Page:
Nearly 20 months ago, Chicago officials — spurred in part by the demands for racial justice that swept the nation in the wake of the police murder of George Floyd in Minneapolis — promised to study whether and how the city should pay Reparations to Chicagoans who are the descendants of enslaved African Americans.
The effort never got off the ground: The City Council’s Subcommittee on Reparations has met only once since it was formed in June 2020, and Alderwoman Stephanie Coleman (16th Ward), the chair of the Subcommittee, told WTTW News that her efforts to schedule additional meetings have been unsuccessful. Coleman said she was “frustrated and disappointed.” Coleman said she tried, unsuccessfully, to get additional funding for the committee set aside in Chicago’s 2022 budget to reinvigorate the push. “Do we keep working, do we keep pushing?” Coleman said. “Absolutely.”
In a statement to WTTW News, Mayor Lori Lightfoot’s office said she was “committed to a reparative agenda of policies and investments to undo the decades of harm and inequality for Black and Brown residents of Chicago” but stopped short of endorsing Reparations for the descendants of enslaved people. “Improving the lives of Black and Brown residents is paramount for this administration, and has resulted in major advancements such as the historic billion-dollar investment in affordable housing, among others,” according to the statement.
“The roots of poverty run deep in our city, borne out of decades of disinvestment in our communities and economic policies that created racial and ethnic gaps. The mayor continues to focus on implementing long-term efforts that are evidence-based policies aimed at improving the lives of Black and Brown residents. There is more work to be done and we look forward to continuing our efforts to bring transformational change to Chicago.”
The push to consider reparations in Chicago has been stymied in part by the COVID-19 pandemic and a reluctance from the city’s leaders to focus on how best to tackle slavery’s legacy of systemic racism and disinvestment in Chicago, Coleman said. “We have many challenges in this city,” Coleman said. “I am hopeful for a day when we will be more proactive.”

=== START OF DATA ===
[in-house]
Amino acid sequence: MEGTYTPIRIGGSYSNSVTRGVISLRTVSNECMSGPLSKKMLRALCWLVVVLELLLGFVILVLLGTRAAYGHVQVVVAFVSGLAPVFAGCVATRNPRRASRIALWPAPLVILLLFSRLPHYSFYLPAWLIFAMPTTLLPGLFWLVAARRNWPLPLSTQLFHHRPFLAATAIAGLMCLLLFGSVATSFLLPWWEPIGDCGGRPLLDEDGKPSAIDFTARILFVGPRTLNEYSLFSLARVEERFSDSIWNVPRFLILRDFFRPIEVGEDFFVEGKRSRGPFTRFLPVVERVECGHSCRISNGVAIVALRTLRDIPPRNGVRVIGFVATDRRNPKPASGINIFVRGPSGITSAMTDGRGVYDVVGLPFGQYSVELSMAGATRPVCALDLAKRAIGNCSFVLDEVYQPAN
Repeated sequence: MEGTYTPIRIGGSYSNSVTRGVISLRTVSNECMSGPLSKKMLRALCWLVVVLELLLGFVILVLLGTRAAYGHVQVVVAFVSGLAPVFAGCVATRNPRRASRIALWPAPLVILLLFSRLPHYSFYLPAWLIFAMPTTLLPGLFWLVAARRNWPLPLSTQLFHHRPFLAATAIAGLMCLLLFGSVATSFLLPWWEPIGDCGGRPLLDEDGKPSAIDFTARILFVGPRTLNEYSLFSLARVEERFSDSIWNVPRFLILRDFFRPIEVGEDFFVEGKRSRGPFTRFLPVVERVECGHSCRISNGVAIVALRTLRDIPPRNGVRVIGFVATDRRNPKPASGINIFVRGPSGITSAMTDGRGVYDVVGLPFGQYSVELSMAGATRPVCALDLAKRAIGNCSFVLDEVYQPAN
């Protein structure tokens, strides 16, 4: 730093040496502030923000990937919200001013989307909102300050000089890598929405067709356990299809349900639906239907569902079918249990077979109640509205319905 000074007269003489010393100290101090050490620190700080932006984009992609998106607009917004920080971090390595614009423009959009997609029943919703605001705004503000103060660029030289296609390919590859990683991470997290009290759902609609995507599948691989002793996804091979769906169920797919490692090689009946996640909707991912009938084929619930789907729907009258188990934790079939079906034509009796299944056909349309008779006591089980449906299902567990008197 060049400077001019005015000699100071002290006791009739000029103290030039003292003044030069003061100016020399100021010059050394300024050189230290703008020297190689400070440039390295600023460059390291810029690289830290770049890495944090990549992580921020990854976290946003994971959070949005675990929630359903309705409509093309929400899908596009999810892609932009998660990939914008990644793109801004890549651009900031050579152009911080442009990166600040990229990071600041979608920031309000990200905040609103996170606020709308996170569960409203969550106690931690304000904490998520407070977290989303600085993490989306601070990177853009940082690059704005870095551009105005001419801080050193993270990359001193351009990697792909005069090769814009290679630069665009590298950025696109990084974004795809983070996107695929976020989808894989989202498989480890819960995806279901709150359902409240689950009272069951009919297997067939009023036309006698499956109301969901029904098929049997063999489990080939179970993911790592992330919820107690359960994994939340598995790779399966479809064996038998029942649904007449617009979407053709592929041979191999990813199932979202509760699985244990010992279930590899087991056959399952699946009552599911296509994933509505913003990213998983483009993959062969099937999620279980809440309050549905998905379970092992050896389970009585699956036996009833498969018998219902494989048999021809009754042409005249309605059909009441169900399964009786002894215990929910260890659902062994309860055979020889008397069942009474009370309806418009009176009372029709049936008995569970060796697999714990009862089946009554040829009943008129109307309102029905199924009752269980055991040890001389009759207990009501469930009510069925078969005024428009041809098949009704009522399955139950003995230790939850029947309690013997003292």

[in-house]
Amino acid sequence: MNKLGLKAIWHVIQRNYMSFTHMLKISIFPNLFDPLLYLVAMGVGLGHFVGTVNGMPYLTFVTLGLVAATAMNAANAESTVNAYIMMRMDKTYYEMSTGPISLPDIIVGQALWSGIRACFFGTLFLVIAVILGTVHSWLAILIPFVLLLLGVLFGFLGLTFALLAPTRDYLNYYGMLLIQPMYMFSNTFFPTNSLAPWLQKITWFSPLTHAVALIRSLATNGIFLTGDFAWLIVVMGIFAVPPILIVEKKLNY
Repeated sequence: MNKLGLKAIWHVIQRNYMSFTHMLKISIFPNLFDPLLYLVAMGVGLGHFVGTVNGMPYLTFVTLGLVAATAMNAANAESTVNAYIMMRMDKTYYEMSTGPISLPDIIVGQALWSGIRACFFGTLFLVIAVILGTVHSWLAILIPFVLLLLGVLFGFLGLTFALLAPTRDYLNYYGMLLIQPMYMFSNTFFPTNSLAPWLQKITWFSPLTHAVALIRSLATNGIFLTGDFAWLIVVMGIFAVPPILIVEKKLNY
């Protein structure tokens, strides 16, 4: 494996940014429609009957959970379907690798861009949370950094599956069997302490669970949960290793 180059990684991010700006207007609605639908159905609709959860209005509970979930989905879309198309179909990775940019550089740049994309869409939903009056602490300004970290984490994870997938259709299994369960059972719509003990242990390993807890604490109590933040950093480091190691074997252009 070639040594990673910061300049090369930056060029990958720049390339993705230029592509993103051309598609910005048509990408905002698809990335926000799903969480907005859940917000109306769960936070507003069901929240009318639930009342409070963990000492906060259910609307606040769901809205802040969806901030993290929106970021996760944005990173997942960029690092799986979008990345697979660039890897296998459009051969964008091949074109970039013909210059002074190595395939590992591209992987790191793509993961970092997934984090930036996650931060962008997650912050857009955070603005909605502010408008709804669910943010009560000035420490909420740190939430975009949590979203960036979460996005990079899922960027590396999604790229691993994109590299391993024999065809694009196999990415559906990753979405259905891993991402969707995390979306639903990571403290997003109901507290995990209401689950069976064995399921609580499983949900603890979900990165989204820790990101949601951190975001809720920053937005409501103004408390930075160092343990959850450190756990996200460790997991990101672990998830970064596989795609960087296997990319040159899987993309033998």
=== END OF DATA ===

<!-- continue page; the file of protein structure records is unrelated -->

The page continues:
It has been particularly frustrating to watch suburban Evanston become the first city in the nation to offer Reparations, Coleman said. In January, Evanston picked the first residents to get $25,000 in housing benefits that can be used toward a down payment, home repairs or interest, and late penalties to the first residents to qualify for the program. Evanston plans to spend $10 million in revenue from recreational marijuana sales during the next 10 years as part of the program. “I admire what Evanston has done, but we are Chicago, we’re the greatest city in the world,” Coleman said. “We should be the leaders, we should be the trendsetters.”
The effort has been stymied despite the fact that two Aldermen, Anthony Napolitano (41st Ward) and Nicholas Sposato (38th Ward), who is among the most conservative members of the City Council, cast the only two votes against the formation of the Subcommittee. Alderman Roderick Sawyer (6th Ward), the chair of the City Council’s Committee on Health and Human Relations, told WTTW News in July that he made a mistake when he dropped his effort to create a full commission to study the issue of Reparations after Lightfoot objected.
Lightfoot’s office told WTTW News in June 2020 that the mayor favored a Subcommittee over a commission because it could be created “quickly” while serving the same purpose as a commission. Chicago plans to spend $1.9 billion on a variety of projects and programs designed to help Chicago emerge from the COVID-19 pandemic as part of the Chicago Recovery Plan, funded in part by federal aid. None of that spending was earmarked for Reparations — or even to study the issue. – Content Curated By Heather Cherone